CLA - with more modern cameras?

Discussion in 'Casual Photo Conversations' started by RaymondC, Jan 19, 2020.

  1. I sent my battery free medium format cameras for a CLA service. Wondering about newer cameras, does a CLA service exist and to what level?

    If you take a modern Nikon F5 or a Canon EOS 1v / 3, or a Canon EOS 5D / Nikon D810 camera film or digital, full of electronics, apart from adjusting the mirror, the aperture lever and 1 or 2 foam seals what else is there? Is there a lot less to do than a battery free camera? How important are they on these cameras?

    Many thanks.
  2. Even with mechanical cameras, CLA was often a hit-or-miss operation. There used to be posts on the internet where real repair persons posted examples of supposedly CLA'd cameras (I especially remember Contax RFs and Exaktas) that had been opened, but no cleaning, and just a lot of oil pissed all over. I tried Googling™ "camera CLA fraud", but did not find the posts I remembered.

    For electronic cameras, it's true that the fewer mechanical parts, and the ability to simply replace circuit boards may make it both easier and harder. I haven't had a new camera fail on me for quite a while, but there used to be repair people who were savvy, often even approved by the manufacturers who no longer worked on the older cameras. It may be like old MGs and Triumphs where many of my friends had two of them, one for parts...

    There are not a few digital cameras that may be more cheaply replaced with "pre-owned" ones, than actually repaired
  3. Yes why repair a D700 Nikon if one could just get a D800 for maybe $600US or just another D700. Or another D70 or D90 for that matter (!).

    To be a bit fair with film cameras while proper CLA can last quite a bit for a hobbyist, CLA are not exactly cheap. But if cheap was the goal they wouldn't be using film. Here in NZ we have 1 guy left here who does medium format camera repairs (and large format). Possibly a total of 2 or 3 that does 35mm not including the less reputable places. In this city, they have all retired, I did try to visit one at his home, he was said to be repairing on a selected basis but he went into a retirement home 3yrs ago.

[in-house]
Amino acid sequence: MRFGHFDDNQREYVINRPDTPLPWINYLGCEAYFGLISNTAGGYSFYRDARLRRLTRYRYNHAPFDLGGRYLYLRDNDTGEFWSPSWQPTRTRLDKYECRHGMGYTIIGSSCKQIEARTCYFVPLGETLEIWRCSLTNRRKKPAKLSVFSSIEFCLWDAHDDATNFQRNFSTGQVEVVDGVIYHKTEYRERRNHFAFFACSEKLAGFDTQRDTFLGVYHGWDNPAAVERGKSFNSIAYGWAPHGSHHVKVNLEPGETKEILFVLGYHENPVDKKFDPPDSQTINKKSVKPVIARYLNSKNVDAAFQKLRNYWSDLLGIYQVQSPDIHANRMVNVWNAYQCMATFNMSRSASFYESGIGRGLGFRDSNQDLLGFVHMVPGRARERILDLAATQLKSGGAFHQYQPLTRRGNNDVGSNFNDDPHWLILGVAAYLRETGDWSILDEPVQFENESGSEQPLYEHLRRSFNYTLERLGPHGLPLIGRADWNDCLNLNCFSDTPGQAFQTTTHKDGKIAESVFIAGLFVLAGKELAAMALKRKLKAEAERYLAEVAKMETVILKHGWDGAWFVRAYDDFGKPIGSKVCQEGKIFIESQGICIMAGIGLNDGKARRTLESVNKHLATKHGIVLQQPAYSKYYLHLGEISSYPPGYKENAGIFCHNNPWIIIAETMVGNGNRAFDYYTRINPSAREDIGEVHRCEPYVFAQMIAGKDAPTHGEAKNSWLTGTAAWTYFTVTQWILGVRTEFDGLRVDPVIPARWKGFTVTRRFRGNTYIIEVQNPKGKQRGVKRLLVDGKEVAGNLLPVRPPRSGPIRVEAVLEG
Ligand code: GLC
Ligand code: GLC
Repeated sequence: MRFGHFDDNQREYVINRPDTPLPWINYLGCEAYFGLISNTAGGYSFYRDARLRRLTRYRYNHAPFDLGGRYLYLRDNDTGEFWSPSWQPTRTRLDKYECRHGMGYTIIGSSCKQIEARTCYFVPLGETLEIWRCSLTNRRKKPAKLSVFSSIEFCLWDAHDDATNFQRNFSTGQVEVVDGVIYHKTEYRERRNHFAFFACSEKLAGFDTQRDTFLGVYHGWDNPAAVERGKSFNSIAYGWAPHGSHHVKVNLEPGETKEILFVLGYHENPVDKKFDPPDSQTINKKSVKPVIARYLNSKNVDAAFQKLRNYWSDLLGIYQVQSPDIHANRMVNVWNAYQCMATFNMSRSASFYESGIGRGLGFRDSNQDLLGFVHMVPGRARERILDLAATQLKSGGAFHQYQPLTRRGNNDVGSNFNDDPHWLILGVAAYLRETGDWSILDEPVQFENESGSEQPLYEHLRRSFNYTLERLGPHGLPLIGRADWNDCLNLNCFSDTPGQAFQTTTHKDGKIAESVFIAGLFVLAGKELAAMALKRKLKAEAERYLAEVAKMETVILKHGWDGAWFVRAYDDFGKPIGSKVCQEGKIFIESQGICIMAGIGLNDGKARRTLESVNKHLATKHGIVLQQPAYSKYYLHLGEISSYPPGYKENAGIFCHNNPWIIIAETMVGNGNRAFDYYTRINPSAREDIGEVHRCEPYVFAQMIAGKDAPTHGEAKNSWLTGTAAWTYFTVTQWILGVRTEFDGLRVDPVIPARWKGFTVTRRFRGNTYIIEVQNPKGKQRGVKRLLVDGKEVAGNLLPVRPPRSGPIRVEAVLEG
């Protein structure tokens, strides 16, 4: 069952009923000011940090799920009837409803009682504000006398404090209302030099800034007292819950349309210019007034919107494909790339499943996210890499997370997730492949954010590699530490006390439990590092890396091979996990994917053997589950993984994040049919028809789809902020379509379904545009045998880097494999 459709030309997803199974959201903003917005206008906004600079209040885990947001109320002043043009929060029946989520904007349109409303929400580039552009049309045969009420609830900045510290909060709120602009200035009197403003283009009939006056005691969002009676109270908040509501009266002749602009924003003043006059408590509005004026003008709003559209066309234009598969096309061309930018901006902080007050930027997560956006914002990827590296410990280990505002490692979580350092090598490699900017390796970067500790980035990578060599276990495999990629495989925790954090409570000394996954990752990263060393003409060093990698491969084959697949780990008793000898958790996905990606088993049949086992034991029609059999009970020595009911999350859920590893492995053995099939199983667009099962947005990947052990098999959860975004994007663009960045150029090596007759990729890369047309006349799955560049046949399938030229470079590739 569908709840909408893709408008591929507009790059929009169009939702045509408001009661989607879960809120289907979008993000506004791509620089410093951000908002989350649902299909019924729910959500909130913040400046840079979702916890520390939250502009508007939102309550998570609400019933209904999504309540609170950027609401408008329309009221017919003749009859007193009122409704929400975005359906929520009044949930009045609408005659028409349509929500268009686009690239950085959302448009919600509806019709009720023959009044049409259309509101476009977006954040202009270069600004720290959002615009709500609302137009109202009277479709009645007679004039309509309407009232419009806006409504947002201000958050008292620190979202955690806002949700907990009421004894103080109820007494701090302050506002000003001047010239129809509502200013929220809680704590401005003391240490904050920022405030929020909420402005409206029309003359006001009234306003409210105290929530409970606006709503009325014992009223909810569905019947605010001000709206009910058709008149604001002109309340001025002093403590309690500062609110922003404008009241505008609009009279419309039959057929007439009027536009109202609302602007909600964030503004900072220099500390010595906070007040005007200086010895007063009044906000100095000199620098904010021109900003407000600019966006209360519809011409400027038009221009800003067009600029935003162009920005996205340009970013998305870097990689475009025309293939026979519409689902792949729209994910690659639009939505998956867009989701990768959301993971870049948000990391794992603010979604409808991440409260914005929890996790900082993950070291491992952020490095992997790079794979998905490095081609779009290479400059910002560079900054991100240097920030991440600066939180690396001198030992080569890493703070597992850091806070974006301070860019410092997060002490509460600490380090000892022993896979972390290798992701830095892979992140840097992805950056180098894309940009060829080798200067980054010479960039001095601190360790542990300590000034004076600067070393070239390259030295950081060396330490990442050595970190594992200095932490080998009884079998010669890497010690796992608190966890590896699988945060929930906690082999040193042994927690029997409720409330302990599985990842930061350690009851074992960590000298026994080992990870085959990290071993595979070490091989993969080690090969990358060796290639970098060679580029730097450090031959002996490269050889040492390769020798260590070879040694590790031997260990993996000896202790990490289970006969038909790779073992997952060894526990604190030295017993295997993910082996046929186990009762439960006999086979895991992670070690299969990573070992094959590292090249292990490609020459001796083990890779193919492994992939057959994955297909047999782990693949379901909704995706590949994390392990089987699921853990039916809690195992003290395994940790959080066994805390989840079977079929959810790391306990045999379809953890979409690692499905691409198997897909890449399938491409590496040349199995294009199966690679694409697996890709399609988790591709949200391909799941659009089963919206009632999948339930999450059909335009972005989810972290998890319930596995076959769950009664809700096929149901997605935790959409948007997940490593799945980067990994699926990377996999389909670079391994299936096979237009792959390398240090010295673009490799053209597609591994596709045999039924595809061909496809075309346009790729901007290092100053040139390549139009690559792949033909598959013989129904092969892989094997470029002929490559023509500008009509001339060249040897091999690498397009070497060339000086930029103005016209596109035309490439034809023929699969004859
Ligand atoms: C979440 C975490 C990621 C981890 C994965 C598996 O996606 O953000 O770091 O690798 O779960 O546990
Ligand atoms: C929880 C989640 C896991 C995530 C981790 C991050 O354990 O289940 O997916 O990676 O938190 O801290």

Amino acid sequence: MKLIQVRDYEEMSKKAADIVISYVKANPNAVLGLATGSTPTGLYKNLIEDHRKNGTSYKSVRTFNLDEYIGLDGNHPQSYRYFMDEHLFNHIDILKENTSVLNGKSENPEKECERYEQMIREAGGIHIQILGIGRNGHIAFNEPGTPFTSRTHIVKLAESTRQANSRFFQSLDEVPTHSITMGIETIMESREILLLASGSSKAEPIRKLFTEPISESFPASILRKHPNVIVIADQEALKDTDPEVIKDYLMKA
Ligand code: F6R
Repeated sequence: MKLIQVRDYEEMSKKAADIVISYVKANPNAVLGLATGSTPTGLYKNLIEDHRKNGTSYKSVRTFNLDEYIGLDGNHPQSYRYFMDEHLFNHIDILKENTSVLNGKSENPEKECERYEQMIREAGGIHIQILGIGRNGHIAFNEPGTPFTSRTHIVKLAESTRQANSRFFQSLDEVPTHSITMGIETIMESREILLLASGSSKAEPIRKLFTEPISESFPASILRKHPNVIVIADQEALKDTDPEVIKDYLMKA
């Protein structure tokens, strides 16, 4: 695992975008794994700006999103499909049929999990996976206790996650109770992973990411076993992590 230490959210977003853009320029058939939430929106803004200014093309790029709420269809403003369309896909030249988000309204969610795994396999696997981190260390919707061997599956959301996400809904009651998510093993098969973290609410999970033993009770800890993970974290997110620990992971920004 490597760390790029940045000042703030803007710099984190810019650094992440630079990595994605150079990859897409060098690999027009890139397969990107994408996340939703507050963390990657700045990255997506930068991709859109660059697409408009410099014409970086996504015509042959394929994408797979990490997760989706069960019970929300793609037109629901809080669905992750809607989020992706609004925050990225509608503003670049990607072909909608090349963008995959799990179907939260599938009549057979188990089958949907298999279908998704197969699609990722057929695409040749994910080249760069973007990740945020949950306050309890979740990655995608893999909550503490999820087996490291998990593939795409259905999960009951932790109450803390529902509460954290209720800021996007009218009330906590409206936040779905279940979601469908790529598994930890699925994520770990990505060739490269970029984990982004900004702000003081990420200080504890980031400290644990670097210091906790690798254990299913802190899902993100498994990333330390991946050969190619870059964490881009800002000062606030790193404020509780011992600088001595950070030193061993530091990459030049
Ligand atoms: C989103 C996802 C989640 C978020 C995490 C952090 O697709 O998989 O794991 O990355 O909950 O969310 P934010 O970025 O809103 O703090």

4. true enough, I suppose, but some still usable electronic film and digital cameras are often much cheaper used - often less than a repair.
  5. D700 only goes for $300US on the big auction site, that's not much more than a comprehensive CLA. With modern cameras there is not that much more to worry about like the past - seals, foams, bellows.
  6. The cost relationships between manufacturing and servicing have changed a lot over the decades. It used to make sense to service things, but when you consider what a professional service person has to bring in hour-wise to survive these days, not many would be willing to pay the price. I suspect most modern cameras aren't designed to be "serviced" in the way we might think of it. If something breaks or isn't working right, you just replace the whole module.Combine that with manufacturers who won't supply parts (you know who you are...) and it makes more sense to just replace anything that isn't under warranty. Especially if you can find a good used one. I do my own service on older cameras and some manual primes, but never touch anything that would be a tragedy if I wrecked it.

    Can't remember the name, but it brings back the memory of walking into a famous camera repair place in NYC that serviced all the pros. I was just a high school student working on the yearbook, but they took my TLR and gave it a quick once-over, including an autocollimator check, while I waited. No charge. The place was busy as heck. Would have been 1971 or 2.
    robert_ante and DavidTriplett like this.
  7. Not to mention electronic film cameras.

    CLA: Clean Lubricate and Adjust, works for mechanical systems with oils that thicken,
    or otherwise change with age. It isn't a huge amount of work to clean out some old oil and
    put new oil in its place. Some cameras get shutter curtains replaced (especially cloth
    focal plane shutters) but otherwise not much. There might be some adjustments, but I suspect
    in many cases one checks the shutter speeds and finds them close enough.

    It might be that newer oils work better, so newer cameras need less cleaning and oiling.

    The gears needed to mechanically time shutters down to 1s are at least slightly complicated,
    but electronically timed depend only on certain electromagnets, which work about the same
    at any speed. The failure modes are very different. The problem might be easy to fix,